Tuesday’s blow saw many anglers gathered at local bait shops, planning a week of late summer fishing ahead. Steven at WeGo Fishing in Southold mentioned a couple of bass taken from pre-dawn beaches by persistent plug fishers. You could “walk on ‘em” when it came to bluefish in the Fisher’s Island Race, but the night bassing scene has been relatively quiet. Scup can be found most anywhere in Sound or Bay or in the Sluiceway between Plum Island and the Gulls. For the table, Steven likes the blowfish action in the Peconics in places like Cedar Beach.
Charlie Caraftis at the Mattituck Fishing Station on Mattituck Creek was still seeing bass 20 pounds or larger from the Horton’s Point zone and guessed that lots of those fish were feeding on scup. The blues at Horton’s run typically seven to nine pounds. Large porgies may be found anywhere along the Sound, often in close. Smaller scup tend to be out deeper. Anglers drifting for fluke last week had some sea bass along with a couple of weakfish in the six-seven pound class.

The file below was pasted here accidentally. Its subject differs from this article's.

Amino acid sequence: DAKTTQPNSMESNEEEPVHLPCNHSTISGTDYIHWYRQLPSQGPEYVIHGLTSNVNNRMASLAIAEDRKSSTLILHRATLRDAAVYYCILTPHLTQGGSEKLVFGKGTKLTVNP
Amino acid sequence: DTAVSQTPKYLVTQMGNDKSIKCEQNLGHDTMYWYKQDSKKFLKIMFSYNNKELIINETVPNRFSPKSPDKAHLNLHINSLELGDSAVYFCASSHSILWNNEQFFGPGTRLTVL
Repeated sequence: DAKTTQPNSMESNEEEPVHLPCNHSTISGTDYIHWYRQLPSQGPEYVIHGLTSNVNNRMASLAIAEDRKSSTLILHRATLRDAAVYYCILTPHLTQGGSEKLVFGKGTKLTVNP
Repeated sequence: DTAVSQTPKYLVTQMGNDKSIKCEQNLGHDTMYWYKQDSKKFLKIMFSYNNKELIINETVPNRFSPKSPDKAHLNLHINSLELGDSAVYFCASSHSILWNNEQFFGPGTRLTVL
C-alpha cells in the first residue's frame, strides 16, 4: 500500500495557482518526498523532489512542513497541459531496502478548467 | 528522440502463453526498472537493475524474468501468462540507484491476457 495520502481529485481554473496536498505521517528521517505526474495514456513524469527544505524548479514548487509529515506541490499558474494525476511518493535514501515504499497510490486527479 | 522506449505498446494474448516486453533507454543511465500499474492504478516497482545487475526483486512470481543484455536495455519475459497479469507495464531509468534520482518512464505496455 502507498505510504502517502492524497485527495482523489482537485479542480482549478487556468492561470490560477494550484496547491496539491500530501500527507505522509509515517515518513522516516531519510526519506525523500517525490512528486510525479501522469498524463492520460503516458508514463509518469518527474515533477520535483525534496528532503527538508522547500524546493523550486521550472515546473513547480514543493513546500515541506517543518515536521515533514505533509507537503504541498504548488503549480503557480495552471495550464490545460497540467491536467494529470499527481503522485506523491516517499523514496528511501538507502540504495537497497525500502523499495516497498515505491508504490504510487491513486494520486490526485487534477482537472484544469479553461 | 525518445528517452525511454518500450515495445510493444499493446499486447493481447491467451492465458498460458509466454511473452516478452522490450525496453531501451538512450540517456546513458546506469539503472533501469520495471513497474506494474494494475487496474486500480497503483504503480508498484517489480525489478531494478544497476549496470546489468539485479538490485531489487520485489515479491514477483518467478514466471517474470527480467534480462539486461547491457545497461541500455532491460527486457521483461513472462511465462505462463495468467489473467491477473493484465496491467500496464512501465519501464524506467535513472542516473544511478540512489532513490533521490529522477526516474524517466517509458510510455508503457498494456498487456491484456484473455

Further west on the Sound Stan Hentschel at the Rocky Point Fishing Stop saw fishing picking up a bit, week by week, but hasn’t seen any bonito or false albacore yet. The best striper of the week was a 38-incher while the biggest bluefish are short of 10 pounds, smaller than the “bruisers” in the Far East. If you cull through short fluke, there are still some five-pounders in 70 feet of water, but scup fishing is the featured show. Snappers now are a good foot in length.
Brendan at the New Suffolk Fishing Station (formerly Captain Marty’s) was impressed by scup to 16 inches in many places. For northern whiting (kingfish) anglers go to either the North or South Race. Blowfish tend to be around Robins Island.
East End Bait and Tackle in Hampton Bays saw a decent bite of ocean fluke with fish to eight pounds in 20 feet of water west of Shinnecock Inlet and west of Tiana beach. Gulp baits, Peruvian spearing and smelt are producing. Large blues may be found just outside the inlet with occasional school bass. Ocean beaches have fluke as well on evening and morning tides. Keepers also come from the jetties east and west. The Ponquogue Bridge has fluke, triggerfish and snappers.